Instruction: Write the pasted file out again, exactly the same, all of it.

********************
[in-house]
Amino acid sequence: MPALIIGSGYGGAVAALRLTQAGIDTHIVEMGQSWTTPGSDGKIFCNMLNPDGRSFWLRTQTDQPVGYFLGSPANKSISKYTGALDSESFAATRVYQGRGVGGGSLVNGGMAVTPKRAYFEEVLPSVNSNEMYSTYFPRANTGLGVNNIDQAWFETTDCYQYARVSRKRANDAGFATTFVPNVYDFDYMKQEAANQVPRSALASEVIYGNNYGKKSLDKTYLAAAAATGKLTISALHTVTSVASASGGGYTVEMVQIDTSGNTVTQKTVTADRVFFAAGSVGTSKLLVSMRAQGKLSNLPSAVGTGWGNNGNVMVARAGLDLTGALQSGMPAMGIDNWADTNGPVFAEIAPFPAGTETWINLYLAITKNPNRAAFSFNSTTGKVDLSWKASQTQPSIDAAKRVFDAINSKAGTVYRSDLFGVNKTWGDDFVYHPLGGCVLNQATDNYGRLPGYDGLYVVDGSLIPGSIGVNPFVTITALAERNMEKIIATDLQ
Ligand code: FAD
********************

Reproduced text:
[in-house]
Amino acid sequence: MPALIIGSGYGGAVAALRLTQAGIDTHIVEMGQSWTTPGSDGKIFCNMLNPDGRSFWLRTQTDQPVGYFLGSPANKSISKYTGALDSESFAATRVYQGRGVGGGSLVNGGMAVTPKRAYFEEVLPSVNSNEMYSTYFPRANTGLGVNNIDQAWFETTDCYQYARVSRKRANDAGFATTFVPNVYDFDYMKQEAANQVPRSALASEVIYGNNYGKKSLDKTYLAAAAATGKLTISALHTVTSVASASGGGYTVEMVQIDTSGNTVTQKTVTADRVFFAAGSVGTSKLLVSMRAQGKLSNLPSAVGTGWGNNGNVMVARAGLDLTGALQSGMPAMGIDNWADTNGPVFAEIAPFPAGTETWINLYLAITKNPNRAAFSFNSTTGKVDLSWKASQTQPSIDAAKRVFDAINSKAGTVYRSDLFGVNKTWGDDFVYHPLGGCVLNQATDNYGRLPGYDGLYVVDGSLIPGSIGVNPFVTITALAERNMEKIIATDLQ
Ligand code: FAD